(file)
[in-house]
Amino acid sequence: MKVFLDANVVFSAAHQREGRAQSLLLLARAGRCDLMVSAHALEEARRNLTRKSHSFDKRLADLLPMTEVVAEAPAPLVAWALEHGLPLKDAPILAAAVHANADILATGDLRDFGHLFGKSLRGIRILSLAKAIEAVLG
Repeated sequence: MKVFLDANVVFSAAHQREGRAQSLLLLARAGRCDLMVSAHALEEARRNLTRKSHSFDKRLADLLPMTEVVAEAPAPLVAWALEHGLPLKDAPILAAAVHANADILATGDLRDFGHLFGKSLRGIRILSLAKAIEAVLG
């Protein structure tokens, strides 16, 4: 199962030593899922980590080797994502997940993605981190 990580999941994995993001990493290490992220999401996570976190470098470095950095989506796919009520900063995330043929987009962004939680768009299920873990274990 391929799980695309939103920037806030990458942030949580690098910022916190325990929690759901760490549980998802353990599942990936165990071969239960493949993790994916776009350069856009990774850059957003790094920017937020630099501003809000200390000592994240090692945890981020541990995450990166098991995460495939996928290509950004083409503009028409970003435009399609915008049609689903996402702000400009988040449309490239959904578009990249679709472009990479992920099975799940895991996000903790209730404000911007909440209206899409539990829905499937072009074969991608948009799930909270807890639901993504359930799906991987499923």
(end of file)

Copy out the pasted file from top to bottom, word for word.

[in-house]
Amino acid sequence: MKVFLDANVVFSAAHQREGRAQSLLLLARAGRCDLMVSAHALEEARRNLTRKSHSFDKRLADLLPMTEVVAEAPAPLVAWALEHGLPLKDAPILAAAVHANADILATGDLRDFGHLFGKSLRGIRILSLAKAIEAVLG
Repeated sequence: MKVFLDANVVFSAAHQREGRAQSLLLLARAGRCDLMVSAHALEEARRNLTRKSHSFDKRLADLLPMTEVVAEAPAPLVAWALEHGLPLKDAPILAAAVHANADILATGDLRDFGHLFGKSLRGIRILSLAKAIEAVLG
């Protein structure tokens, strides 16, 4: 199962030593899922980590080797994502997940993605981190 990580999941994995993001990493290490992220999401996570976190470098470095950095989506796919009520900063995330043929987009962004939680768009299920873990274990 391929799980695309939103920037806030990458942030949580690098910022916190325990929690759901760490549980998802353990599942990936165990071969239960493949993790994916776009350069856009990774850059957003790094920017937020630099501003809000200390000592994240090692945890981020541990995450990166098991995460495939996928290509950004083409503009028409970003435009399609915008049609689903996402702000400009988040449309490239959904578009990249679709472009990479992920099975799940895991996000903790209730404000911007909440209206899409539990829905499937072009074969991608948009799930909270807890639901993504359930799906991987499923």